Paper Pulp Concrete


Hydrox Wall is an acoustic remediation project proposed for the Landscape Architecture Annex at UBC SALA. The challenge given to our team was to design and install a wall capable of separating a small pocket of studio space from an active circulation corridor and a noisy gallery. All of this had to be accomplished on an extremely tight budget, a constraint that precluded us from using conventional materials and construction techniques. The solution for Hydrox Wall emerged from our need to reconcile performance requirements and budget constraints. Our approach was to use mass and figure to lessen the impact of sound in the Annex. This led us to select concrete for use in the construction of the wall. After some testing, we decided that conventional concrete construction was too costly, both in terms of materials and time. It was also inappropriate for a department focused on environmentally sensitive practice techniques. While sympathetic to these concerns, we did not want to abandon the benefits that came from casting a wall.


We turned our attention to magnesium oxide concrete, a material that can bind with cellulose (unlike conventional concrete). We created a variety of composite materials made of paper pulp produced from harvested campus office waste and magnesium oxide concrete. Material testing was done to identify the strengths and weaknesses of a variety of combinations of the concrete mix with various types of pulp, and phosphate (used as a catalyzing agent). Samples are being analyzed for their compressive strength through UBC Civil Engineering. Once ideal composite mixes were identified, the team devised a strategy for forming the material that would allow for maximum formal flexibility (for the designer) while simultaneously minimizing construction waste. Ultimately we were able to make material panels out of paper (with magnesium oxide concrete as a binder) and panels out of concrete (with paper pulp as a filler).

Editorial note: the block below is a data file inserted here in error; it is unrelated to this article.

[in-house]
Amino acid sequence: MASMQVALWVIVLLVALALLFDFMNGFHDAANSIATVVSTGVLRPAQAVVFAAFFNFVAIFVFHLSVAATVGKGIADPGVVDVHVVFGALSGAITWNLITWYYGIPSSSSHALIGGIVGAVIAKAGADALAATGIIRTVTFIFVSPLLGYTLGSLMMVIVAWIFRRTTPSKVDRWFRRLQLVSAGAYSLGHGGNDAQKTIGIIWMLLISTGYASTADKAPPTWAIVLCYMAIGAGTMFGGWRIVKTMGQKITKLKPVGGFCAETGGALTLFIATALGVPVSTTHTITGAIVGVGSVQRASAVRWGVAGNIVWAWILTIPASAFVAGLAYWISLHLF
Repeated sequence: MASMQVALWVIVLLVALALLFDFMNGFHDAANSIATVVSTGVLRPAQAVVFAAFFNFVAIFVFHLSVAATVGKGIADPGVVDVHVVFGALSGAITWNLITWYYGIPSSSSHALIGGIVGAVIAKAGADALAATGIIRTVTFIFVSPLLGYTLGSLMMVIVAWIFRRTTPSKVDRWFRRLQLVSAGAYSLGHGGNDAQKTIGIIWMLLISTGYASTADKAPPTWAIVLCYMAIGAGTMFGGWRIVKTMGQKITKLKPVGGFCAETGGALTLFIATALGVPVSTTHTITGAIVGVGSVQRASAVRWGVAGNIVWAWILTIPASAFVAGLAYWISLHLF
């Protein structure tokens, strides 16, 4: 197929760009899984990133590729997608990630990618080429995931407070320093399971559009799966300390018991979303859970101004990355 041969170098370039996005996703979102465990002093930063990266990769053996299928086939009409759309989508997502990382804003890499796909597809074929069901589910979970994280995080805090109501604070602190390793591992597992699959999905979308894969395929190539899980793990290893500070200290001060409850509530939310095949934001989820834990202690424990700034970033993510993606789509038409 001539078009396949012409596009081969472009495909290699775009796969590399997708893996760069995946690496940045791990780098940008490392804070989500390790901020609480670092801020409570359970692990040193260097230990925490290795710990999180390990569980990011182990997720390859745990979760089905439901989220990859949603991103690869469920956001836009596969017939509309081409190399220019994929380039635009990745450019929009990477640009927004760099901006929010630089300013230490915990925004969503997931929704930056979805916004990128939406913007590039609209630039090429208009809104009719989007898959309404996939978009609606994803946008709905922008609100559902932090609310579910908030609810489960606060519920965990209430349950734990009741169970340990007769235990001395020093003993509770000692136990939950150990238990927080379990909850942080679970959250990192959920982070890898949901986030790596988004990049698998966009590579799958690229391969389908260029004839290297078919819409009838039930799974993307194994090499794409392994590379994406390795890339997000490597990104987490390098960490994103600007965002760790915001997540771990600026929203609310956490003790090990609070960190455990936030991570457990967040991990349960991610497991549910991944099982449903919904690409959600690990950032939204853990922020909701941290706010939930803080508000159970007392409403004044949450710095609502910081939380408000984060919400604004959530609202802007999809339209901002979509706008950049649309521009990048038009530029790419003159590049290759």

Next our focus turned to formwork. Our approach was to do away with wooden formwork typically used in cast-in-place concrete construction. Instead, the team formed two paper walls (with concrete binder) horizontally. Simple frames were constructed and draped with strategically constrained fabric. These were filled with a pulp mix. Bamboo rods were used as reinforcement (stable once encased in the matrix of material). Once dried, the panels were tilted up, braced, and used as formwork, into which concrete (with paper fill) was poured. Because the quick drying concrete binds aggressively to the paper exterior walls, the resulting sandwich took very little time to complete. Holes were left in the exterior “cookies” allowing the concrete “filling” to leak out and create a dimensional “tie-backs” and to express the internal material. The result is a wall constructed like a Hydrox cookie (the predecessor to the Oreo).  The material mixes largely determine the aesthetic of the wall. We chose to create the paper panels from two different campus shredders, which results in a different aesthetic on either side of the assembly.


Fig 1: Material testing included generating cores of cellulose and concrete. These were tested for strength and acoustic properties.
Fig 2: A door/wall assembly was designed for the Landscape Architecture Annex. Mediated program registered on the assembly as directional portals. The composition of the wall was to allow for pinup while being durable.
Fig 3: Digital models allowed the team to test a variety of forms and patterns.
Fig 4: Half size prototypes were produced to test concrete consistency and to test the idea of a cast “gradient” of material density.
Fig 5: Material testing continued with sandwich panels. The inner material provided structural strength and helped bind two softer surfaces together.


Fig 6: The final installation consisted of fixed cast panels (darker gray – left) that served as a pin-up surface, and a plastic wrapped leaf panel (white-right) in a steel frame that pivoted to form a door.


Jason Heinrich, Christopher Torres, Neal Qiongyu Li
Client: UBC SALA
Thanks: Ron Kellett (Director of UBC SALA)
Cynthia Girling (Chair, Landscape Architecture, UBC)

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